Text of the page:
Is Xerox's European services plan in tatters and is ACS to it what EDS is to HP?

Xerox’s plans to grow its services business in Europe could be in tatters. A source told me it is about to lay off lots of people.

This is the Xerox that acquired US IT and business process services giant Affiliated Computer Services (ACS) for billions of dollars in 2009.

The firm gave Xerox a services footprint in over 100 countries from 500 locations.

Speaking at the time Xerox CEO Ursula Burns said the deal was “a game-changer for Xerox”. “By combining Xerox’s strengths in document technology with ACS’s expertise in managing and automating work processes, we’re creating a new class of solution provider,” she said. Xerox wanted to use its brand to grow ACS’s business outside the US with a strong focus on Europe.

But according to a source close with good knowledge of the company it is about to retrench in Europe and lay off lots of people.

Xerox like HP, with its EDS acquisition, and Dell, with its Perot Systems acquisition is a hardware giant attempting to expand into services. We all know that HP has halved EDS’s market value since its take-over in 2008.

Do hardware firms and services suppliers have incompatible DNA?

Tell me what you think.

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Interesting question: "Do hardware firms and services suppliers have incompatible DNA?"

Based on the above and other stories you cite, it seems they do, and not just in the hardware and services sector. There is incompatible DNA elsewhere: look at the acquisitions by outsourcing companies of the Big Four consultancies, e.g. Capgemini/EY Consulting, IBM/PwC and what happened to the consulting businesses afterwards.

So the answer may be "yes" when hardware and services businesses start out separately and merge or are acquired, especially when the hardware company is the acquirer.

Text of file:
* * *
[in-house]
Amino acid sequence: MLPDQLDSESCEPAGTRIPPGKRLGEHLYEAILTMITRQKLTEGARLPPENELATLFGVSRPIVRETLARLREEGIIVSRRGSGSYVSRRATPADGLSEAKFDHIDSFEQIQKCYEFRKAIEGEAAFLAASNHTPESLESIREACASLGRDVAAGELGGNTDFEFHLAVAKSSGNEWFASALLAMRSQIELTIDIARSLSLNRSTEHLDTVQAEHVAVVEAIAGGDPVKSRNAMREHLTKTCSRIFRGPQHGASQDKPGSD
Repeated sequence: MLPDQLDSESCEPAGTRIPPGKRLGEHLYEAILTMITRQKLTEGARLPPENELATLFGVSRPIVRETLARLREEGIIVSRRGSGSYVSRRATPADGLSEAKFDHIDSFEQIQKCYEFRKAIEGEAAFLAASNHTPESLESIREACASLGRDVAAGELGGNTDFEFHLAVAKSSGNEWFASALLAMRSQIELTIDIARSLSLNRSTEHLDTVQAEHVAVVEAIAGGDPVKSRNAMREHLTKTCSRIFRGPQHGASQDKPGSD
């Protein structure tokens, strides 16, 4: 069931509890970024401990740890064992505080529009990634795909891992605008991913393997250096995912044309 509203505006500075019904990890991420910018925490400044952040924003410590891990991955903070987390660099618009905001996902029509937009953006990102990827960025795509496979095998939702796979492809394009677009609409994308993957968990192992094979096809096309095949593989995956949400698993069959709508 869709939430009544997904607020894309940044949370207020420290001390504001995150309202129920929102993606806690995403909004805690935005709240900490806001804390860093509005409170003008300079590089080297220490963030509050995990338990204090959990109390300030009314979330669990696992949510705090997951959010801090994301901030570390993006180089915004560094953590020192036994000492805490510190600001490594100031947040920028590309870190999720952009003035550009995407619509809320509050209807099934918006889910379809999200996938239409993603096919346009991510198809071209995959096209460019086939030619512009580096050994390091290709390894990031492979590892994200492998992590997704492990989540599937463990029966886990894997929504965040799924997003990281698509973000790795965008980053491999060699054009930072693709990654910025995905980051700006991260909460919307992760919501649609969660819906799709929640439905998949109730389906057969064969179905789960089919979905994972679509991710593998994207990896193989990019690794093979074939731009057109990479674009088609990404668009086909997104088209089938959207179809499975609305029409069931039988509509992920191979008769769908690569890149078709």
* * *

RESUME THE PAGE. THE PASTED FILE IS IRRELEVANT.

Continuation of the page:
But it may be "no" or only "maybe" when the hardware and services businesses are within the same company, so the DNA is changed from within, e.g. the way Gerstner taught the IBM elephant to dance.

It may also be a feature of "old technology" companies generally being less adaptable than "new technology" companies, e.g. Amazon being able to morph - OK, from within - from being an online e-tailer to becoming a credible cloud provider.

Needs some more thought.

Karl, Speaking on behalf of Xerox, I wanted to clear up some of the points in your article:

I’d have to disagree with your premise of “incompatible DNA.” Our differentiated mix gives Xerox strength to help clients simplify business challenges. Here’s an example: a few weeks ago we demonstrated how Xerox innovation is being applied to services from ACS ( in industries like transportation and healthcare. These are new ways we’re helping our clients and strengthening our annuity-based business model.

There’s no question many companies are facing headwinds in Europe, but we’re managing it with focus, discipline and sound investments to tap into high-growth areas, most recently acquiring customer care providers WDS and Unamic.

Our restructuring, the details of which will be announced in November, will make us even more efficient and responsive to the needs of our customers and changing business.

Hi Ken

thanks for your comments. Could you send me the full details of the restructure please